A Mathematical Model for Innovation
Incremental and disruptive innovation are two of the raw distinctions how we categorize innovation. Incremental innovation comes in steps. Examples are the improvement of a production process, or the step-by-step reduction of exhaust emissions in a Diesel engine. Disruptive innovation seems to come in big jumps. Horse carriages that were pushed aside by cars, film that was replaced by digital cameras, and the cell phone that was swept away by smartphones.
But even disruptive innovation doesn’t come out of nowhere. Critics rightfully point out that a smartphone wasn’t really innovation. Touchscreens existed before, and also the computer chip used in smartphone was here for many years.
And they are right. Like in evolution man did not come out of the blue sky, but life had to manifest itself first in primitive forms to more complex organisms until we came to humans. Both evolution and innovation need the building blocks. If you combine building blocks we get new, more complex building blocks that allow to build even more complex objects. But you can only build them, when you have those building blocks available and created the opportunity to build with them. And then it becomes just a question of time until somebody makes this combination. Already in 1922 two researchers collected 140 examples, where innovators independently from each other made the same combination to create a new idea. Innovation becomes unavoidable.
This concept is called the ‘adjacent possible‘, which was introduced in 2002 by the complexity theoretician Stuart Kauffmann, So far this concept was rather difficult to describe, at least from a mathematical point of view. But now Vittorio Loreto at Sapienza and his colleagues from the Univerisyt of Rome came up with an addition to the model. At first, they start from the possibilities that innovation has. Starting from one point along paths you have multiple options for innovation.
The direction that innovation takes influences what future innovation is more likely to happen. The decision for a direction can have multiple reasons, but some future paths become more likely than others after innovation happened. Innovation influences future innovation and increase probabilities.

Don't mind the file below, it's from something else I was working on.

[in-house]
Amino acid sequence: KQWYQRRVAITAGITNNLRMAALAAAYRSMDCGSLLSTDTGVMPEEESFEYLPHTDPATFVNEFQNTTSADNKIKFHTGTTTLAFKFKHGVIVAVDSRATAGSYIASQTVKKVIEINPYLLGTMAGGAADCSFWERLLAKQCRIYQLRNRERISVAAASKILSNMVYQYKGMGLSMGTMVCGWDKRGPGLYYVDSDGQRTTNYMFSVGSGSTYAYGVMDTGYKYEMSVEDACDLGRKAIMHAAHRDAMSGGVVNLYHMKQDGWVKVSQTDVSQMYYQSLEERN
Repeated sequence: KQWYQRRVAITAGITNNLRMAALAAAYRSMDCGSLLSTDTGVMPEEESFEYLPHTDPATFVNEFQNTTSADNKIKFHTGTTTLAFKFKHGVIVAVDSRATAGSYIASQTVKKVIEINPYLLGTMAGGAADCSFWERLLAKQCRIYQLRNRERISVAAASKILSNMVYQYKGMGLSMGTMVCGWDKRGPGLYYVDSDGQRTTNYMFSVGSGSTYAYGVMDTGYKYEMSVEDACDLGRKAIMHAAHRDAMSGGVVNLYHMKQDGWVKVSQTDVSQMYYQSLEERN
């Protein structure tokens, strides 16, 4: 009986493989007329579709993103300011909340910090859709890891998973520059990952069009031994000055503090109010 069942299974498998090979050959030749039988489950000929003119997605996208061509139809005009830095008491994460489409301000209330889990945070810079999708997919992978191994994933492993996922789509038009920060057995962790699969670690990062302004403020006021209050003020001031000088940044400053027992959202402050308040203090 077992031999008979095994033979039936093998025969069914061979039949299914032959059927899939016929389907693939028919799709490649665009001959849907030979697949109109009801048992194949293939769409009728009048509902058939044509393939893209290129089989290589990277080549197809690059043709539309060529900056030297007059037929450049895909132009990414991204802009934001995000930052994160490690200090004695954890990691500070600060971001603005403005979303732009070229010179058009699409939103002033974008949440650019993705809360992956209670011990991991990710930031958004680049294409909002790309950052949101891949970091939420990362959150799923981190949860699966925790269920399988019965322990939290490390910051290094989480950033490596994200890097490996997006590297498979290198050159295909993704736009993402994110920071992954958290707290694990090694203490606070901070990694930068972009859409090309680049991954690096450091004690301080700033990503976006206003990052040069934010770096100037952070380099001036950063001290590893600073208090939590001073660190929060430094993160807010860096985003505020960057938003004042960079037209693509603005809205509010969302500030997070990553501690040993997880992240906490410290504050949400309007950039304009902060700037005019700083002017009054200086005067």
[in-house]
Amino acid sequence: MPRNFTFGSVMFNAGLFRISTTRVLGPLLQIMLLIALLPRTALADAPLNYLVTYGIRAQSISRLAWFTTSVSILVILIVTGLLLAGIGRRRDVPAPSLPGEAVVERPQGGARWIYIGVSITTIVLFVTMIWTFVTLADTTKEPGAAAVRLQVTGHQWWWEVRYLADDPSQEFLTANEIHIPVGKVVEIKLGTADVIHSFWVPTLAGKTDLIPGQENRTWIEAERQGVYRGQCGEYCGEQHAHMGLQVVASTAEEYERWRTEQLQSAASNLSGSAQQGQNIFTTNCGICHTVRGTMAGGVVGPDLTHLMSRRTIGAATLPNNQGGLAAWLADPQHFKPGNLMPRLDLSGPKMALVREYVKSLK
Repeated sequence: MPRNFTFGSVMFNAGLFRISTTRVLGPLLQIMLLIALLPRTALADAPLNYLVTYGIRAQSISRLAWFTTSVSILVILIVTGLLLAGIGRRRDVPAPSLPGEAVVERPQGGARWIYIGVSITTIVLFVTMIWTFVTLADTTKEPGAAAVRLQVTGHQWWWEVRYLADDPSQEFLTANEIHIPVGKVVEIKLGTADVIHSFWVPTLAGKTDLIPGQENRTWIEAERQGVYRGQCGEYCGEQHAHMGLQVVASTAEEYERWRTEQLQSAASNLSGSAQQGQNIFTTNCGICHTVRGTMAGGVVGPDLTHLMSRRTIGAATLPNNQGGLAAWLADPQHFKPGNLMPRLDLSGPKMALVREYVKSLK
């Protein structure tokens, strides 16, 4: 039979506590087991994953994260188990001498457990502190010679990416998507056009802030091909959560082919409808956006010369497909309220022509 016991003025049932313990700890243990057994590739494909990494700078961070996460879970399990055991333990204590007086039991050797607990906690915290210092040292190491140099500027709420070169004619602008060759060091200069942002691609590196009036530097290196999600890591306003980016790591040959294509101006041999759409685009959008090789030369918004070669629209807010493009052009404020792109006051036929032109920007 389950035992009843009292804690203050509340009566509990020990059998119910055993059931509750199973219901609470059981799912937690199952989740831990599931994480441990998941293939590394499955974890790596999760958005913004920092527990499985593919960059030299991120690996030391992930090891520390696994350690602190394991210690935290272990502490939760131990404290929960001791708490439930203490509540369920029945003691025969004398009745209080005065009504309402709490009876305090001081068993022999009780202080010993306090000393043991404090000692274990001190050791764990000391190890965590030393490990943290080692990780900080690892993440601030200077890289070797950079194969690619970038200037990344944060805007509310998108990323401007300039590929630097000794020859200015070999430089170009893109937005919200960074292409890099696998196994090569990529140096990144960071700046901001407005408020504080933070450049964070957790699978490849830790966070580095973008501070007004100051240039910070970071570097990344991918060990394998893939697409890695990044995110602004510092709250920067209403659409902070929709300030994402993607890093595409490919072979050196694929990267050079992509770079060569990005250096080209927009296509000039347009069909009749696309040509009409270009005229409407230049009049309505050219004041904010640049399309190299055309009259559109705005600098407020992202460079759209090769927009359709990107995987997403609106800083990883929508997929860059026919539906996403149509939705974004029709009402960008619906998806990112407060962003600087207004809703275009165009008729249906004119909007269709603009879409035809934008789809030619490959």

This model made it hard to put that into a mathematical model, if we want to understand the probabilities of innovation. And luckily, by using innovation and combining the adjacent possible with another model we can solve this. The Pólya Urn-model is what we need. The model was named after the Hungarian mathematician Pólya György and basically decribes this:
Imagine an urne (vase) filled with colored balls. Now we assume that of each of the red, blue, and green balls have the same number of balls in the urn. Once we pull one out and it’s a red one, we do not just toss one red ball back into the urn, but two of them. This way we change the distribution. We increase the probability that at the next drawing we get more likely a red one. By using this condition we will change the distribution of the balls towards some colors. Here is an example that demonstrates that very nicely.
Let’s assume that for each red ball drawn we don’t just add another red ball, but also a pink and a yellow one. This way we offer more possibilities and change the probabilities. The same happens with innovation. Each innovation adds possibilities.
With combining the models of the adjacent possible and the Pólya urn model we can describe innovation in a mathematical form. innovation becomes predictable. And innovation (something is new for humanity) as well as novelty (something is new for an individual) can be described.
For us that means something very interesting. Not only do we understand innovation better, and where it has to happen, but also a possible predictability of innovation. The vague and random seeming nature of innovation becomes palpable and potentially even projectable.
This article was also published in German.